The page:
With social media being such a prominent form of communication, it is often a way that employers and employees reach each other. A study published in PLOS One reveals that organizational leader’s tweets can influence the anxiety of their employees and that this effect is more prominent since the rise of COVID-19.
Humans are a social species, and we can be heavily influenced by each other’s moods and behaviors. Previous research has shown that leaders can sway their subordinate’s emotions both unconsciously and deliberately. Despite this knowledge, this relationship has never been tested in regard to computer-mediated communication. This study seeks to address this deficit by utilizing twitter.
“When we interact and communicate with others, we not only transfer information but also feelings and emotions,” said study author Jon Gruda, an assistant professor at Maynooth University School of Business. “We know that this emotional contagion is likely to occur from leaders to followers because leaders hold a lot of power, authority, and access to scarce resources.”
“So it makes sense to presume that leaders influence their followers’ anxiety even by communicating online via social media. We also expected this effect to be stronger during the COVID-19 crisis, with more and more communication moving online due to socialization restrictions. Our study is the first to test this empirically.”
Gruda and colleagues utilized a sample of 197 leaders and 958 followers from 79 companies. Organizations needed to have at least 10 employees to be counted in this study. Leader positions were considered CEO, CFO, etc., with everything else being classified as followers. Tweets were extracted and rated by US human raters on a state-trait anxiety scale. After this, researchers annotated data with an algorithm to predict anxiety. Each tweet was assigned an anxiety score from 1 to 4.
Results showed that consistent with previous research, leader state anxiety predicted follower state anxiety. Both trait and state anxiety in leaders were related to increased follower anxiety in relation to computer-mediated communication. Additionally, leaders with more state and trait anxiety overall were less likely to alarm their followers with an increase in anxiety due to COVID-19, while leaders who normally don’t tend to be very anxious had followers who were more likely to become anxious when faced with an increase in their leader’s anxiety. This could be because followers who are used to an anxious leader may place less value in their cues and look elsewhere for them.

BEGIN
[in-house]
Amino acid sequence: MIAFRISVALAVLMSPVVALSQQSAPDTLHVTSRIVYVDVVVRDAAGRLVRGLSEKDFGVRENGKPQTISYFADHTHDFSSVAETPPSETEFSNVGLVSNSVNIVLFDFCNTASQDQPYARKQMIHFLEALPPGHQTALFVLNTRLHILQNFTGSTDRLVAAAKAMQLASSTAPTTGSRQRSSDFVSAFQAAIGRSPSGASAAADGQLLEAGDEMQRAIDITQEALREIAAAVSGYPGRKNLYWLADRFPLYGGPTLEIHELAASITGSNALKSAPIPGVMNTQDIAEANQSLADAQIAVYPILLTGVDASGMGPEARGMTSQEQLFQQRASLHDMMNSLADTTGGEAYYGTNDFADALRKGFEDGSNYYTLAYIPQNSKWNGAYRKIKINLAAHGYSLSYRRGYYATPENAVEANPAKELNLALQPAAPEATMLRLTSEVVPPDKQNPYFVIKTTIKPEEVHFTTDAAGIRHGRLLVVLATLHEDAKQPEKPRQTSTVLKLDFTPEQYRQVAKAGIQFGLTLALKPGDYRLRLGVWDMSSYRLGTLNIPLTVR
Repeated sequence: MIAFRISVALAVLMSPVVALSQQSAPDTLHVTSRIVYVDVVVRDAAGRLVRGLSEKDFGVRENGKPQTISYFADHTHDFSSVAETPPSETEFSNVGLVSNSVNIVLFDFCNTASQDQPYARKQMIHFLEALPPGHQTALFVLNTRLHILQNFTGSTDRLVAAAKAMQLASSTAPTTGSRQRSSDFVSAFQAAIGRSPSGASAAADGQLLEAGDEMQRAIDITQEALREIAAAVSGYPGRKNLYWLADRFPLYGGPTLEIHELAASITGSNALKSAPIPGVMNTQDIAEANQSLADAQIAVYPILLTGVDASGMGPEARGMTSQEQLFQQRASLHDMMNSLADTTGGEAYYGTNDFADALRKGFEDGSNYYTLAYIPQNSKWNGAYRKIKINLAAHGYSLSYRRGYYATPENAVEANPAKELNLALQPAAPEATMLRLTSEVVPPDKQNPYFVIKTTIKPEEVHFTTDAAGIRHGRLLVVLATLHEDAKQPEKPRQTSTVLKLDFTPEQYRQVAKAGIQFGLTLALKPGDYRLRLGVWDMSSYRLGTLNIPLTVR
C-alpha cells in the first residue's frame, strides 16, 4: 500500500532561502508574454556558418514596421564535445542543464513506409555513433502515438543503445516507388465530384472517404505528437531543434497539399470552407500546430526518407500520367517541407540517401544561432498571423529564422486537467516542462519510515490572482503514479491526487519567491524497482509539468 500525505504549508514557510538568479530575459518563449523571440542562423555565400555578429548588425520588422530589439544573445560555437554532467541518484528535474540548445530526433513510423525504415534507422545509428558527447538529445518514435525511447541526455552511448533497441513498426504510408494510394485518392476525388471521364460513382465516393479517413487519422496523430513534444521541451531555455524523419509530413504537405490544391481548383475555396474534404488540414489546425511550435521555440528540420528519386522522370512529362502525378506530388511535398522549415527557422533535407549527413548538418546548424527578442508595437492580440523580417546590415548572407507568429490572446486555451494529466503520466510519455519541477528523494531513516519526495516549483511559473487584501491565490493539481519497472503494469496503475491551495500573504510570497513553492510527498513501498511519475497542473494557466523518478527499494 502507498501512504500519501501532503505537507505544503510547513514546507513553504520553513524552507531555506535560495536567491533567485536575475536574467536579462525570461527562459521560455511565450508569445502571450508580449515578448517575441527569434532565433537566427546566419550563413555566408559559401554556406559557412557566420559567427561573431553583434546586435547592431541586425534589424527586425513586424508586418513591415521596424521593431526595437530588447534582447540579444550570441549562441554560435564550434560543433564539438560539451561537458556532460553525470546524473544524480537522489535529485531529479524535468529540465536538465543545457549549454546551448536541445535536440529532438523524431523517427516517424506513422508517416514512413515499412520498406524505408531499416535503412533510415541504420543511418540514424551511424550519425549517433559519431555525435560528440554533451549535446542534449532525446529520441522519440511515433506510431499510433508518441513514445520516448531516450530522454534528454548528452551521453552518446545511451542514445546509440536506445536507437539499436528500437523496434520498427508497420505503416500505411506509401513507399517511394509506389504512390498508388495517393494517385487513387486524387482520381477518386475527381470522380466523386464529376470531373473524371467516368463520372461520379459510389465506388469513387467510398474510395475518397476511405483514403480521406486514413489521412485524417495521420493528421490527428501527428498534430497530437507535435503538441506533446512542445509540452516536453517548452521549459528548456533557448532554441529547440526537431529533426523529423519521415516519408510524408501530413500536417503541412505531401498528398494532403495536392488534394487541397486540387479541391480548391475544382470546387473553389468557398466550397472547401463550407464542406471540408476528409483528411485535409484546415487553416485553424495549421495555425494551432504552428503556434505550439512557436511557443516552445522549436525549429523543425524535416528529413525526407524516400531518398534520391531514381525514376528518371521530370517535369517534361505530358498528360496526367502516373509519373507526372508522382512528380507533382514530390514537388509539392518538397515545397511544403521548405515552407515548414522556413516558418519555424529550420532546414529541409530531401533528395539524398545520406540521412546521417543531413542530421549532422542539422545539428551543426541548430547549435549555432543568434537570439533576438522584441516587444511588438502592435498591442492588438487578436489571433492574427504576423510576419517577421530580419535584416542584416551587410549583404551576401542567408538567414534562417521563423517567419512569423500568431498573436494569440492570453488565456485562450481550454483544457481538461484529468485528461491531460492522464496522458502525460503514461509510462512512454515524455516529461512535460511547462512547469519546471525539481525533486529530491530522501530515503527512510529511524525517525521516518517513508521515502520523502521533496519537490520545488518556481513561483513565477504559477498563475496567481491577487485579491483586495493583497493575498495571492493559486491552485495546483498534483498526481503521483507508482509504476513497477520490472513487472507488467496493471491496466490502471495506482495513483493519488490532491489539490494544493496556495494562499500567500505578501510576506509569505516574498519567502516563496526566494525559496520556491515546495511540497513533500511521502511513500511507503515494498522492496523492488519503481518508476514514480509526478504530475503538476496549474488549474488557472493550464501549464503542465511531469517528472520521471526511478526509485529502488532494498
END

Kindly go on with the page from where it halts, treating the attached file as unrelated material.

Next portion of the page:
“We find that leaders can influence their followers’ anxiety even when communicating online but only in the case of less trait anxious leaders,” Gruda told PsyPost. “If you – as a leader – are anxious in general, this can be quite misleading to your followers as they might not recognize the seriousness of a crisis in time.”
“For less trait anxious leaders, however, it is crucial to be aware that your thoughts, even in the form of social media posts, can strongly influence your followers’ anxiety. Even if you think that no one is reading your posts, what you post is powerful. Especially during a crisis context, when followers are even more likely to turn to their leaders for guidance and direction.”
This study took important steps into understanding leader’s influence on anxiety of their followers when it comes to social media as a communication platform, but it has some limitations. Firstly, social media posts are not always an accurate reflection of mood or personality. Additionally, it is unclear how followers’ anxiety might impact their leaders.
“It stands to reason that follower – at least those close to or directly reporting to their leaders – also have influencing power over their leaders, even when communicating online. We are currently empirically examining this relationship as well, and again expect a crisis context to strengthen this influence effect,” Gruda said.
“Given the new rules of work, we expect that virtual communication among leaders and followers will become the norm,” the researcher added. “This means that the ‘game’ of influence will be heavily transferred onto the screen and into the virtual world. This opens up new paths for research and raises questions regarding the understanding and practice of leadership. For example, can communication platforms replace face-to-face communications among leadership agents? These and many more questions are waiting to be explored.”
The study, “Don’t you tweet me badly: Anxiety contagion between leaders and followers in computer-mediated communication during COVID-19“, was authored by Dritjon Gruda, Adegboyega Ojo, and Alexandros Psychogios.